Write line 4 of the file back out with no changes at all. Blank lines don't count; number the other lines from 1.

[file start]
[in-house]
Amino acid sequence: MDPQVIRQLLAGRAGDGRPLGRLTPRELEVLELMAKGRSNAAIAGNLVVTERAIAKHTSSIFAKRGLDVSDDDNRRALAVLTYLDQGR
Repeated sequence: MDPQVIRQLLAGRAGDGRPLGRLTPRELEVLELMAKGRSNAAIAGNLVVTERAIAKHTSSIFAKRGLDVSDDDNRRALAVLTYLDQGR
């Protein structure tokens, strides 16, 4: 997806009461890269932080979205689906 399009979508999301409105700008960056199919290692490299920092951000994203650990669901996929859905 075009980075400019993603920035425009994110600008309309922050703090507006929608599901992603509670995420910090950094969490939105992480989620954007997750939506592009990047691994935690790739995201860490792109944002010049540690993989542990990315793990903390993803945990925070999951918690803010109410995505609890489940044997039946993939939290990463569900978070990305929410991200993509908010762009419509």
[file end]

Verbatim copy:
């Protein structure tokens, strides 16, 4: 997806009461890269932080979205689906 399009979508999301409105700008960056199919290692490299920092951000994203650990669901996929859905 075009980075400019993603920035425009994110600008309309922050703090507006929608599901992603509670995420910090950094969490939105992480989620954007997750939506592009990047691994935690790739995201860490792109944002010049540690993989542990990315793990903390993803945990925070999951918690803010109410995505609890489940044997039946993939939290990463569900978070990305929410991200993509908010762009419509």